Since the War Caster feat does away with the somatic components of spellcasting, your character can still cast Hold Person or, better, calm a guard’s emotions at situations where you find yourself tied up awaiting execution or held back by a grappling enemy.
Yet another interesting advantage offered by the 5E Warcaster is the option to cast a spell as an opportunity attack, in turn saving your melee attacking prowess from taking a hit, as would happen while playing a full spellcaster. That, coupled with the ability to cast a Hold Person spell on a fleeing target right before they escape your grasp, adds quite a few brownie points to the Warcaster’s appeal.
One of the most potent components of the War Caster feat is the advantage offered on saving throws to circumvent breaking concentration. This becomes crucial when you consider that there are no less than 230 spells that demand concentration to manifest their effect. By offering an advantage on saving throws, this feat allows you to sustain concentration as you cast your target away.
Essentially, the War Caster feat is the most beneficial for those classes that want to get involved in melee combat while also being able to cast spells to disarm and slay enemies on the battlefield. So, if you are a Wizard, hiding away in the backline while throwing fireballs, you are not going to find much use for the good ol’ Warcaster. In such cases, you are better off taking up the Resilience feat and going for Constitution for the stat bump and added proficiency.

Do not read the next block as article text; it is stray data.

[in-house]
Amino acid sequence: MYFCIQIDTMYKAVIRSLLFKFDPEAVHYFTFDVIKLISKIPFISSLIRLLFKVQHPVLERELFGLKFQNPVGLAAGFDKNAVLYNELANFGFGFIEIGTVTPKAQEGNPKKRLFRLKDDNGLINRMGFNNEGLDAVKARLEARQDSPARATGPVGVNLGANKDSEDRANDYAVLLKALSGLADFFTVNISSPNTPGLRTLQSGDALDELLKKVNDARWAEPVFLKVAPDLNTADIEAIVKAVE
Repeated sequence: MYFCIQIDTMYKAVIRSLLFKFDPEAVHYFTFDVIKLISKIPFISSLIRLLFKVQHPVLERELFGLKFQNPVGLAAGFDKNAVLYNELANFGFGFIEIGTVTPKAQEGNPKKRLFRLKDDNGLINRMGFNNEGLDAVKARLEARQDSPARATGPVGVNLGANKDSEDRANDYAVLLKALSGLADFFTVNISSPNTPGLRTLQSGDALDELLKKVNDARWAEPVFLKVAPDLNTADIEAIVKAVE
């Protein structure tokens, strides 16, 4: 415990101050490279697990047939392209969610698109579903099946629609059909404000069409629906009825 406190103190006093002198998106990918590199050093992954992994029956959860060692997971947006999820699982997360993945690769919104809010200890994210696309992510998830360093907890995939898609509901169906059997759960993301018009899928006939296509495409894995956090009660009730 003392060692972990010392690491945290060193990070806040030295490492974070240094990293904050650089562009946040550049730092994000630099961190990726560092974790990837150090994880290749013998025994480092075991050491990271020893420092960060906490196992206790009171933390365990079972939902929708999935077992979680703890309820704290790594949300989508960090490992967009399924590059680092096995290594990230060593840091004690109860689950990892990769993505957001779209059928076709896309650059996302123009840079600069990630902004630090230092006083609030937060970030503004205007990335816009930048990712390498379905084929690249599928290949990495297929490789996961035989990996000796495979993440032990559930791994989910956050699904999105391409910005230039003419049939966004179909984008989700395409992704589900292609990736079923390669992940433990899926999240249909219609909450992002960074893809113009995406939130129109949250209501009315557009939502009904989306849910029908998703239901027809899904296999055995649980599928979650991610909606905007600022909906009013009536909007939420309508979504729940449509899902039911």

Which Classes Should Use the DnD 5E War Caster Feat?
If you ever find yourself to be your party’s primary frontliner, chances are, you could benefit from the War Caster feat. Let’s take a look at the different classes that should use the 5E Warcaster feat:
1. Arcane Tricksters
Much like the Eldritch Knights, Arcane Tricksters are a spell-casting subclass of a martial class. However, instead of evoking the Eldritch Knight, the Arcane Trickers focus more on enchanting and illusionary magic. If you are playing as an Arcane Tricker, the War Caster feat can prove to be quite a treat.
The 5E Warcaster allows Arcane Trickers to cast Booming Blade as a reaction, triggering its additional damage as well as your character’s sneak attack damage. Generally, sneak attacks are usable not once per round but once per turn. So, if there’s a target lurking within 5 feet, your character has the potential to deal hefty damage.
If you are playing as an Artificer, you ought to have proficiency in Constitution-saving throws, so you can bid adieu to choosing between the War Caster feat and the Resilient feat to achieve the concentration bonus.